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7657RE: [carfree_cities] RE: ETT and Canterbury Tales

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  • Daryl Oster
    Sep 16, 2004
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      > -----Original Message-----
      > From: Jason Meggs [mailto:jmeggs@...]

      > The ETT idea sounds good in many ways, if what's been said is true. Of
      > course I must be very skeptical, but replacing 'freeways' and airplane
      > trips, removing the travel-emission of noise and pollution, greatly
      > reducing the environmental impacts, including opening up habitat, all
      > sound wonderful. They could be great connectors within carfree cities and
      > in particular, between them. I'm not advocating for hypermobility, but if
      > I had to choose cars and planes over EET, I'd choose EET given what
      > *little* I know about it.
      >
      > But an international cross-oceanic network of *vacuum* tubes?

      Marine crossings will be expensive, and most of the tech issues have been
      worked out. The best place to cross will be the Bering Strait - less than
      100 miles, and less than 200' deep water. The discovery channel did a piece
      on a trans-Atlantic tube big enough for huge maglev trains; ETT could be
      built on the same route for less than 1/20th of the cost.


      > One earthquake, serious crash, or attack on the tubes could cause some
      > very serious problems. It's a systemic weakness that wasn't addressed in
      > the email about EET.

      Transportation is dangerous; car accidents are the leading cause of
      accidental death in the US. ETT substantially eliminates the MAJOR causes
      of transportation related fatalities - safety is a systemic strength of ETT
      - not a weakness. Earth quakes, car-jackings, terrorist activity, etc. cause
      transportation related death, however, all combined these causes represent
      less than 1% of fatalities.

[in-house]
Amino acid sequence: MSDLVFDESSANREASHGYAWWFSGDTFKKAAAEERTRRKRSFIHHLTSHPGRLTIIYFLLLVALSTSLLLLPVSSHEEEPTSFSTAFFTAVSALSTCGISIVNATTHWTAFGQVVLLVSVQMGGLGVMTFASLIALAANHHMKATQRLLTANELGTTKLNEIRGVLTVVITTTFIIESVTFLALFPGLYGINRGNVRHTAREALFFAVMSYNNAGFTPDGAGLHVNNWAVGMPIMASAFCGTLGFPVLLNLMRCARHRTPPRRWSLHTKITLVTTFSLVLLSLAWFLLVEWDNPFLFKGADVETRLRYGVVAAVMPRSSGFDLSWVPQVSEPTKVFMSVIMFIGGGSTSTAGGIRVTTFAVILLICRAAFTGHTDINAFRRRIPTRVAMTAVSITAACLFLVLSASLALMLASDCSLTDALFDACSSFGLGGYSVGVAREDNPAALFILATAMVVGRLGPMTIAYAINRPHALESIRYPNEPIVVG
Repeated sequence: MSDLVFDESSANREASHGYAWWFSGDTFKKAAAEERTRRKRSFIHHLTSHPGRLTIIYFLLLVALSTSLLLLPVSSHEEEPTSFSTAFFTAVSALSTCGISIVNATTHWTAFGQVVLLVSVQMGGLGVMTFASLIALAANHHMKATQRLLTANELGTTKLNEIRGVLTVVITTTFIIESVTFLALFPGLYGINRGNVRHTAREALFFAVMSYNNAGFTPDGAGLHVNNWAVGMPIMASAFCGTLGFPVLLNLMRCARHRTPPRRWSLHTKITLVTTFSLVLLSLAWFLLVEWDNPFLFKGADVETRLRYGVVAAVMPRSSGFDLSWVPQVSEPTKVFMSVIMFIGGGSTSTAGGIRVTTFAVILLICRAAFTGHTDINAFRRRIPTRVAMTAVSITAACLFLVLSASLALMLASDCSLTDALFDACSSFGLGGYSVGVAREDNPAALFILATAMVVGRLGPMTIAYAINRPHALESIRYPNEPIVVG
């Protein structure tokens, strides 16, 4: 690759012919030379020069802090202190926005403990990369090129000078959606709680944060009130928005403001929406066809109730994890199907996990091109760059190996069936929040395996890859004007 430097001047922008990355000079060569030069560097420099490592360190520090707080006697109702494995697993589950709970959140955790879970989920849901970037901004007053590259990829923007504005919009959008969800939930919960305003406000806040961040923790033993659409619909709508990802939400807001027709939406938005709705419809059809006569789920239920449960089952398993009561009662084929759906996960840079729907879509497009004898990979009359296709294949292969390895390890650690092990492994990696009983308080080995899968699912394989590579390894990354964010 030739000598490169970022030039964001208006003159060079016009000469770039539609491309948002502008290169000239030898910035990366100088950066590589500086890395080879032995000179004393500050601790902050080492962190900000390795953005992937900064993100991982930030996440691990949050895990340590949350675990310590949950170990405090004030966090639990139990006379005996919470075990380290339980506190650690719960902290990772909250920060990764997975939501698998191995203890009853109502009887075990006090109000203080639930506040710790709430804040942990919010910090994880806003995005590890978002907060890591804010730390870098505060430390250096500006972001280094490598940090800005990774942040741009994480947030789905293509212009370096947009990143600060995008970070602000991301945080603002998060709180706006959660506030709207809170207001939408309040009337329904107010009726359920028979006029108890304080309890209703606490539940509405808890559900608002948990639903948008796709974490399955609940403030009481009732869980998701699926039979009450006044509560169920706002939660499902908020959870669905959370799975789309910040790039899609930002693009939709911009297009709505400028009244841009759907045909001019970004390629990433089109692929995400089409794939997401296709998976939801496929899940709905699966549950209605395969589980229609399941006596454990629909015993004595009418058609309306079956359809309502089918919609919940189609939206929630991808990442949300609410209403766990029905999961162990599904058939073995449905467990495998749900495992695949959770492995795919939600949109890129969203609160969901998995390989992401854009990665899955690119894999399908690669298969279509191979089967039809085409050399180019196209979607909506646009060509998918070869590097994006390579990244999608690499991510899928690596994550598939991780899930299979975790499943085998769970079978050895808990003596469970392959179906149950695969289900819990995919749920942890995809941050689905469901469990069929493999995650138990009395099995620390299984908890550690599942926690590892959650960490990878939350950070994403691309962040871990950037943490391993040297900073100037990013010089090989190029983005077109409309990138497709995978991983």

ETT is at less risk for earth quakes than automobile bridges and elevated
      highways. The BART tube under the bay sustained no damage, compared with
      the huge amount of damage caused to above ground modes. (Tubes are
      inherently a strong structure). ETT capsules are not a likely target for
      hijackers, one can't elude apprehension in an ETT capsule as a car or
      aircraft can, and automated control systems will not capitulate to demands.

      >
      > And then, how is emergency access going to work?

      Is not a better question to ask: how can we make emergency access
      unnecessary? The ETT patent document on www.et3.com describes emergency
      egress, and keep in mind that ETT eliminates over 95% of transportation
      related risk - so egress means will likely go unused.

      >
      > I can envision fixes for some of this, which increase expense and inrease
      > failure probabilities. I'm not suggesting nobody has thought of them. But
      > I'd like to see much more detail about the EET idea before hanging any
      > hopes on it or investing much of any energy in it.

      Several hundred pages of details are worked out. A good place to start
      looking over the rough details is the ETT patent document available on the
      website. I am happy to forward detail on any finer points you may have an
      interest in.


      >
      > (And how viable is it to maintain the vacuum, during normal use?)
      >
      > Jason Meggs
      > Berkeley, CA, USA


      That is one of the first questions many intelligent people ask. I usually
      respond with a question most people can relate to, but most take for
      granted: How many times do you have to take your TV down to the vacuum
      filling station? -- TV's require a thousand times better vacuum than ETT.

      Vacuum science is highly developed, and mature; yet most people (even
      scientists) do not have much knowledge of vacuum equipment and processes.
      The adage "an ounce of prevention is worth a pound of cure" is eclipsed by
      ETT - the payoff for the small amount of energy used to create and maintain
      the vacuum is more than paid back by the huge amount of energy saved (more
      than 100:1).

      Jason you made good comments and observations on ETT. Many people do not
      take the time to consider the many possibilities for ETT to improve global
      sustainability and equity; thanks for your consideration.


      Daryl Oster
      (c) 2004 all rights reserved. ETT, et3, MoPod, "space travel on earth"
      e-tube, e-tubes, and the logos thereof are trademarks and or service marks
      of et3.com Inc. For licensing information contact: et3@... ,
      www.et3.com POB 1423, Crystal River FL 34423-1423 (352)257-1310>
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